There is a crisis that tears right through the inner organs of left wing social commentary. One would like to believe that their intentions are good, that they do have the poorest people's best interests at heart, and that they are really the champions of the underdog. But what casts such huge aspersions over this is the fact that so much of their narrative consists of deliberately misleading counterfactuals, bogus statistics, calculated attempts to overlook or ignore much of the whole picture and basic errors of reasoning.

As I always like to remind people, actions speak louder than words, and the left do not behave as though they have integrity and are on the side of the underdog, even if they state that they are. If truth and facts were at the heart of their narrative, and they wanted to make the world a better place in conformity with the facts, you would hear them say things like:

"Yes, the world is hugely unequal in terms of disposable income, but it is greatly narrowed by taxes, benefits and the closing of the gulf in terms of consumption; Society is less unequal than ever before, but we still want to do all we can to help the poorest in the world".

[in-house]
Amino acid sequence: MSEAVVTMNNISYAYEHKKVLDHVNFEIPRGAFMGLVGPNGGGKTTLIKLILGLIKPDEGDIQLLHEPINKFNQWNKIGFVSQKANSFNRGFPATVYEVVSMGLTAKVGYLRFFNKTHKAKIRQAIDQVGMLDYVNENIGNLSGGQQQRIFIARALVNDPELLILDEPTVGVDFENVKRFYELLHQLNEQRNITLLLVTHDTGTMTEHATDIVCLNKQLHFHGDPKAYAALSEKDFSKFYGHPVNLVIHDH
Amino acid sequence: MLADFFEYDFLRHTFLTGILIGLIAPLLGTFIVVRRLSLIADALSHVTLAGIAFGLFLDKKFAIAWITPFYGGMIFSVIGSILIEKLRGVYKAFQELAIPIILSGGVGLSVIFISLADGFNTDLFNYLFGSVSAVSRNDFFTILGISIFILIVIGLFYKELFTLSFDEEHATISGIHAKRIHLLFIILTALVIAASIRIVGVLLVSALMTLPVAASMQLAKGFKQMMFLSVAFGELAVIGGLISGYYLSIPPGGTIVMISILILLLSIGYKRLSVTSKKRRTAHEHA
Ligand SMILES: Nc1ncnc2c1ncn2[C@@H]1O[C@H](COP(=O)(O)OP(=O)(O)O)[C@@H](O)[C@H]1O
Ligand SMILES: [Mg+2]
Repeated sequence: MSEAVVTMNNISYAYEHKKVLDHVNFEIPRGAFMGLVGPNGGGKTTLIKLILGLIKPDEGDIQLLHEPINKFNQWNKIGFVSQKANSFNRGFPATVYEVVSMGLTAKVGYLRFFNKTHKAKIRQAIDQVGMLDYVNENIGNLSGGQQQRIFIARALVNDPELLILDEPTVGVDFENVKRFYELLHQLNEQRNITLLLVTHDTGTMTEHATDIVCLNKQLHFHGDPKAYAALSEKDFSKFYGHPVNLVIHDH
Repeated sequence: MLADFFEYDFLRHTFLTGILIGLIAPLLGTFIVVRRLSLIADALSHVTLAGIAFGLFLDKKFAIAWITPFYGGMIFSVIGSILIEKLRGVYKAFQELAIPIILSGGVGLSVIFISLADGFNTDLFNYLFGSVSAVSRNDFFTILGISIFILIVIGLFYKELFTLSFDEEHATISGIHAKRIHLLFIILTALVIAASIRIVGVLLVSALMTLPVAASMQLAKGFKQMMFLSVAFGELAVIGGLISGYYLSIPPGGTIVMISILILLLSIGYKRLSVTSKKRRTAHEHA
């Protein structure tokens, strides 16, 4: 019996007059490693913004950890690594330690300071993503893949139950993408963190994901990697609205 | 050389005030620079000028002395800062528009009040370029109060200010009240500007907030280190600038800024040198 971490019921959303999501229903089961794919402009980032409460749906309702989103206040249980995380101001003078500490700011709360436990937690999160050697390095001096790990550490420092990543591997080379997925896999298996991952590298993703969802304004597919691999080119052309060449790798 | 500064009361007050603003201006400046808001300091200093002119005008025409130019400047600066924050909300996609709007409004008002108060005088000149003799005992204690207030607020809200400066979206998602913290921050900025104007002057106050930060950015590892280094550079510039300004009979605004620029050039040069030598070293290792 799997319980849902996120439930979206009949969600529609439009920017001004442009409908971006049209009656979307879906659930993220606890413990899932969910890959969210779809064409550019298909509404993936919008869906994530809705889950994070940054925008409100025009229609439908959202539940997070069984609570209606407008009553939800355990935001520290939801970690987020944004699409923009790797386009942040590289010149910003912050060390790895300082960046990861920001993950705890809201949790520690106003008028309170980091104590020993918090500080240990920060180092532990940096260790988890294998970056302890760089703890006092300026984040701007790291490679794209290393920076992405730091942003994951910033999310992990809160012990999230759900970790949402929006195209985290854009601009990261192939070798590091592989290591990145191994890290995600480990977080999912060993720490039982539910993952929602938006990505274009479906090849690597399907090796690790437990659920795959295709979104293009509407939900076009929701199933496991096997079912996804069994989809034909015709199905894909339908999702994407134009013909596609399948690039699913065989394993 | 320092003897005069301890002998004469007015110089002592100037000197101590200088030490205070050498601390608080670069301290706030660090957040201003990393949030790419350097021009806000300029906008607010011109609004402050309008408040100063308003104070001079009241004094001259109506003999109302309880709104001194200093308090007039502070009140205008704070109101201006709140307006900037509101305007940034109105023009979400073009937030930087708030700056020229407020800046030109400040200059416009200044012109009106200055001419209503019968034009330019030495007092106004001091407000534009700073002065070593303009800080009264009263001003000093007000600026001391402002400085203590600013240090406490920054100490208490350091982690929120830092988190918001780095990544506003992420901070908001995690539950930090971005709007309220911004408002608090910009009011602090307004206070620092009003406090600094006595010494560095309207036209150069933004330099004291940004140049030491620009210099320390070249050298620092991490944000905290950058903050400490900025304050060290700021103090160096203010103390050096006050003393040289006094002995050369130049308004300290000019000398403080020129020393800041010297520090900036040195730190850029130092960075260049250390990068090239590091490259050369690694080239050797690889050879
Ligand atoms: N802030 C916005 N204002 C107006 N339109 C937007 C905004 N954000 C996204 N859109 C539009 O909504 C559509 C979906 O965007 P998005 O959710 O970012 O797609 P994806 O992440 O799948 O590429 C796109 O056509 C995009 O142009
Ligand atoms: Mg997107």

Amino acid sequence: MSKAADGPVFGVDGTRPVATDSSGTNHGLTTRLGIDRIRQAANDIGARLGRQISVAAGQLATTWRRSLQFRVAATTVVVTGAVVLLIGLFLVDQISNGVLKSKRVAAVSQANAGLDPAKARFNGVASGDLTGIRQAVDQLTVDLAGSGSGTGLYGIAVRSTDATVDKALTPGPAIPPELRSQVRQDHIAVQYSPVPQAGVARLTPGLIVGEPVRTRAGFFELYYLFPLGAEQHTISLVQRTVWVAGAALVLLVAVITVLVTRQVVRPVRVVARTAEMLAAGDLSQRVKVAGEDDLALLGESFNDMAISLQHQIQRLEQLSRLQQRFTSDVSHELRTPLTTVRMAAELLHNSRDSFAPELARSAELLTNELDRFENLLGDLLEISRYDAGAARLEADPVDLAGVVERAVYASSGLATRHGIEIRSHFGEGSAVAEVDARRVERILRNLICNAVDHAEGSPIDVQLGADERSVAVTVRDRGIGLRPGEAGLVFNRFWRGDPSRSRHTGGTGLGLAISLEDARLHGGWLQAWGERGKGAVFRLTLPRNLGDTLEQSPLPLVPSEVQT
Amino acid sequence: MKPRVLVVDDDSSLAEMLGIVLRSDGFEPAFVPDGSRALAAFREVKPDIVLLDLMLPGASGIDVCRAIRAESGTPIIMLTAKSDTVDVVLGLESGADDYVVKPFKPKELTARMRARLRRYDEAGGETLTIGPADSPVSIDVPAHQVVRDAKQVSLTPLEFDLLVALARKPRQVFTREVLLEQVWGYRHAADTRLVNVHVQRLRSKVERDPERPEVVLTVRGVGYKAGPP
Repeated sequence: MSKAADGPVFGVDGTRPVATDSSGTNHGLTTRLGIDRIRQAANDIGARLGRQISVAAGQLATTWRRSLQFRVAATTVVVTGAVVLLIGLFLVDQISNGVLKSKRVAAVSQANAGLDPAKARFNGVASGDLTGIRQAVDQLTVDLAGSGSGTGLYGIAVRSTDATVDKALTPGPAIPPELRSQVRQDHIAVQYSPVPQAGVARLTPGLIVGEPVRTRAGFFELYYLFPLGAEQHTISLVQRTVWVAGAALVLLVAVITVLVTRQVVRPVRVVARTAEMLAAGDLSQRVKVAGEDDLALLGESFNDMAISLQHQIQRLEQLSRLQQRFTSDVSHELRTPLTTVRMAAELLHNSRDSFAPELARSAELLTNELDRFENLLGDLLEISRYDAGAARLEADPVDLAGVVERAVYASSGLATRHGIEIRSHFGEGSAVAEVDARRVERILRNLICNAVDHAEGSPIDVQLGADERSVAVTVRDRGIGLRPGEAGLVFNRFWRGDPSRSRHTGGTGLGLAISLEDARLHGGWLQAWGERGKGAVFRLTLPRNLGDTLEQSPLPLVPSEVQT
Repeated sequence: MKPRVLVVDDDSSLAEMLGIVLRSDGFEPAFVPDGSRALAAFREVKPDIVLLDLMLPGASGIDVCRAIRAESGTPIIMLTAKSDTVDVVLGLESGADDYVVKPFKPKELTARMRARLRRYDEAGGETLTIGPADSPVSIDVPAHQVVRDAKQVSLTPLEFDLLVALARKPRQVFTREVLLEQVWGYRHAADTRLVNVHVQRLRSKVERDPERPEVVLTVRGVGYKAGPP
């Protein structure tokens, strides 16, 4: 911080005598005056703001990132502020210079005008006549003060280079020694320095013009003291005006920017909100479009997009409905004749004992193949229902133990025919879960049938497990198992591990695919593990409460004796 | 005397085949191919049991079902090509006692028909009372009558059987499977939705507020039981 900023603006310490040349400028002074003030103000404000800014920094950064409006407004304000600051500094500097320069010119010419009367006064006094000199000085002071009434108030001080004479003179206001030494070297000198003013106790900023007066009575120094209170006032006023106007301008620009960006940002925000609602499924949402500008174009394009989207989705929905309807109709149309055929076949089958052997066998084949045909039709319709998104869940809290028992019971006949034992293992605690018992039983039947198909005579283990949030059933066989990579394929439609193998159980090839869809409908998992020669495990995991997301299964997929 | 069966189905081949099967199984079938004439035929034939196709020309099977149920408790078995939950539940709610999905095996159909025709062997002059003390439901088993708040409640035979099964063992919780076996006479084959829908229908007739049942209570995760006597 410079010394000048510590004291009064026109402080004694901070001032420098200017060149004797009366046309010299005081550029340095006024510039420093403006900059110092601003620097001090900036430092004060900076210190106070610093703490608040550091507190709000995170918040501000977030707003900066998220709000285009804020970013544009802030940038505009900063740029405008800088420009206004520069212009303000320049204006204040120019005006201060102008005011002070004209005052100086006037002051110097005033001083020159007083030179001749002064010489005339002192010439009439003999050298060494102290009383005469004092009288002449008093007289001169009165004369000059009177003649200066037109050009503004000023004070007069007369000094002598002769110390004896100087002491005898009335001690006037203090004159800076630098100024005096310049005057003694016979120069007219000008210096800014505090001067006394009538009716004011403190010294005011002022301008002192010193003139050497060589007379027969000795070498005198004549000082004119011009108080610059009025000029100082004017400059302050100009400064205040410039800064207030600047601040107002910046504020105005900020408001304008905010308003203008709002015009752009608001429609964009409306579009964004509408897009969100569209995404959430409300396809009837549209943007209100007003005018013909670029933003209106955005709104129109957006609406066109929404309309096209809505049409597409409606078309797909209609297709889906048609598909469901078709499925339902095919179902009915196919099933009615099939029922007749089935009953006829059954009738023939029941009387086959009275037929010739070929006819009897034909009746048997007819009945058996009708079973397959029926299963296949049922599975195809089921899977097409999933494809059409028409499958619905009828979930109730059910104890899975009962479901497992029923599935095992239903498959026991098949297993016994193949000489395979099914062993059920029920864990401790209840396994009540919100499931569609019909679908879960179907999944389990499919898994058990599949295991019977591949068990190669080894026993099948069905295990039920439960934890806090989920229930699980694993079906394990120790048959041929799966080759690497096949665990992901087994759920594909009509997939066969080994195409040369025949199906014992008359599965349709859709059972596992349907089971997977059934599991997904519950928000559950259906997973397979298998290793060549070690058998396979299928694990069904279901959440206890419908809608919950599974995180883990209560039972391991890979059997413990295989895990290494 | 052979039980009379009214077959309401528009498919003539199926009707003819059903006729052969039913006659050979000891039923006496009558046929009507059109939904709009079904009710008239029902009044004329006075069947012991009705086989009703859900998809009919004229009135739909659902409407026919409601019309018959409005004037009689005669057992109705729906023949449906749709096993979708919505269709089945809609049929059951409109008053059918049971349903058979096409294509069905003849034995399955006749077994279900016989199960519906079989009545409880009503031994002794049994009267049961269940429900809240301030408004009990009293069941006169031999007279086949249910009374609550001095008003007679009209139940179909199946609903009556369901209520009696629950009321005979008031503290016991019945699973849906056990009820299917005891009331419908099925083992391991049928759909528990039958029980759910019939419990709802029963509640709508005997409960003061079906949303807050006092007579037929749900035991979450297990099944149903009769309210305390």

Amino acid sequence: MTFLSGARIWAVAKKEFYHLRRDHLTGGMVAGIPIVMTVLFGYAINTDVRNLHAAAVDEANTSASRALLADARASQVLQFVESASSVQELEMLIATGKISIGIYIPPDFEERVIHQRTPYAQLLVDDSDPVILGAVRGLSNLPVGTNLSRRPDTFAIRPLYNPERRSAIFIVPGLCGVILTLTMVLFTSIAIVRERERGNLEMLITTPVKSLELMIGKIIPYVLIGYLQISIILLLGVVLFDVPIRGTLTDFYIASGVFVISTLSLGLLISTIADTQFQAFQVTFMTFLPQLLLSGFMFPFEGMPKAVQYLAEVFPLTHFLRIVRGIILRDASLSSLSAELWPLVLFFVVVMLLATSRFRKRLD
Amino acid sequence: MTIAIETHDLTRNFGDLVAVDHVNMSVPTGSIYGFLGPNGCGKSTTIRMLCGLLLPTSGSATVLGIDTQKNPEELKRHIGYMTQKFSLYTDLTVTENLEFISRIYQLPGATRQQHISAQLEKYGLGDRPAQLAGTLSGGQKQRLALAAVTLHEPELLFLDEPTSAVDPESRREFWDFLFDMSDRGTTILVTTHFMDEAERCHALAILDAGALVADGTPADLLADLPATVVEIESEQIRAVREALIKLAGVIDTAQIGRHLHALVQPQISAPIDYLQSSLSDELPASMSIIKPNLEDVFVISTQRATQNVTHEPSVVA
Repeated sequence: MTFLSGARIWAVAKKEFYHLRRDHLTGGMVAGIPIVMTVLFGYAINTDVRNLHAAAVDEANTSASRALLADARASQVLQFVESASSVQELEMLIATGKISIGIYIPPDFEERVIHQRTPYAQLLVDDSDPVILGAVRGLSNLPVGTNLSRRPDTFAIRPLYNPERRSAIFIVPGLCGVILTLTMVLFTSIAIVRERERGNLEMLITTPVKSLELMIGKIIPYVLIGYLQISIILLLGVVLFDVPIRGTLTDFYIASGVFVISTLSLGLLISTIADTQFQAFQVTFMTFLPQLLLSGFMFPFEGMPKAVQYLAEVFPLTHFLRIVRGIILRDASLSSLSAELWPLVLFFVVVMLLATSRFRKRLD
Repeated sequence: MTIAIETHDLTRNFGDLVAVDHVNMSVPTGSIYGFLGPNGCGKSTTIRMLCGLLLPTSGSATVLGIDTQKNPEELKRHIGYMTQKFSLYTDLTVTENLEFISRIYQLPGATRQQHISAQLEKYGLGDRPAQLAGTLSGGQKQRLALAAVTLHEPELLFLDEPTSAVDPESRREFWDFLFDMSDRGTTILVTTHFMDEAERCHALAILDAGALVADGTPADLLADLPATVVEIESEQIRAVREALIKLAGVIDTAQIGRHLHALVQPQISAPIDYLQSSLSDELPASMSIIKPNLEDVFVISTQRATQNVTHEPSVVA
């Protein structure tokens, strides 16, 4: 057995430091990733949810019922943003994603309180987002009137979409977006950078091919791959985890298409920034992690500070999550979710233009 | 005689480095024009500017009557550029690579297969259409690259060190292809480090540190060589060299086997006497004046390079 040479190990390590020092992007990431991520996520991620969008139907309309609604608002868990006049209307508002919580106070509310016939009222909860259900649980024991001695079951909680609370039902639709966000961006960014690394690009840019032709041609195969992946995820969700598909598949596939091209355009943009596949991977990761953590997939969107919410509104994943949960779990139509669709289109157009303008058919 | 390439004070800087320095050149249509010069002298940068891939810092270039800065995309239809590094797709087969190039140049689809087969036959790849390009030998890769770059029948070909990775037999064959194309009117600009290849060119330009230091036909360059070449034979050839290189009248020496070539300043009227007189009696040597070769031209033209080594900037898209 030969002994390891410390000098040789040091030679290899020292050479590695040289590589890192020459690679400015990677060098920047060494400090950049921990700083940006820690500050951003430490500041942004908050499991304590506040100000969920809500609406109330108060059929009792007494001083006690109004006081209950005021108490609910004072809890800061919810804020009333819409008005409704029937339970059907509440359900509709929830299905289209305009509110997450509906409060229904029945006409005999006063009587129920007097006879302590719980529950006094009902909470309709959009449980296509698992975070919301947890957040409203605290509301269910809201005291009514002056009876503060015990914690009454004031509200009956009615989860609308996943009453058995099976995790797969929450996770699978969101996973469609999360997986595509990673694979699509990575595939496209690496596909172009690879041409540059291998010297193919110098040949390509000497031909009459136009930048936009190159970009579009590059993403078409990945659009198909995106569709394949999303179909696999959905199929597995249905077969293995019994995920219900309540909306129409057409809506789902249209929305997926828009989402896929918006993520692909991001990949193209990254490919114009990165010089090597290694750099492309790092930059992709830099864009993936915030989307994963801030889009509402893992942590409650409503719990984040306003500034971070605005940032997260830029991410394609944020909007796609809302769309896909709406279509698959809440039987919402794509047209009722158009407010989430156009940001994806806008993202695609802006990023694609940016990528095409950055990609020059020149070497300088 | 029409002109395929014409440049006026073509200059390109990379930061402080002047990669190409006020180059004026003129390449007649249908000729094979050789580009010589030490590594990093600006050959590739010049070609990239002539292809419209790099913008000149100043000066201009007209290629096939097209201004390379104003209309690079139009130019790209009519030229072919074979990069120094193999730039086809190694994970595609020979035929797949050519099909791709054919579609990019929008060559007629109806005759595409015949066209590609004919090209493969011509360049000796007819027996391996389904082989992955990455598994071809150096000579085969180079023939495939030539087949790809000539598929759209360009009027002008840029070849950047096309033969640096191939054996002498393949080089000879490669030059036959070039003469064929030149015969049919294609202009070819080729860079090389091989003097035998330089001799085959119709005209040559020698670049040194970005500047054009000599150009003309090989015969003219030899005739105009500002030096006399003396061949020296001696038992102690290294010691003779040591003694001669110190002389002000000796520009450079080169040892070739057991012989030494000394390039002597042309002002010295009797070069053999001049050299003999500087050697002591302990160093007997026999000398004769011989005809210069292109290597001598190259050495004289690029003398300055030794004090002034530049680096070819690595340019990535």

"Yes, increases in tax for the rich will have a detrimental effect on our economy in terms of reducing productivity, stifling innovation and deterring outside investors, but in spite of this, let me give you a list of reasons why I'm willing to take a gamble on it for reasons I believe are principled".

"Yes, the minimum wage does untold damage to the economy, as well as pricing low-skilled people out of the labour market. And I'm even aware that on top of that the minimum of wage is really a transfer of wealth that has a cancelling effect because what extras these workers gain in one hand they lose in the other through higher consumer prices".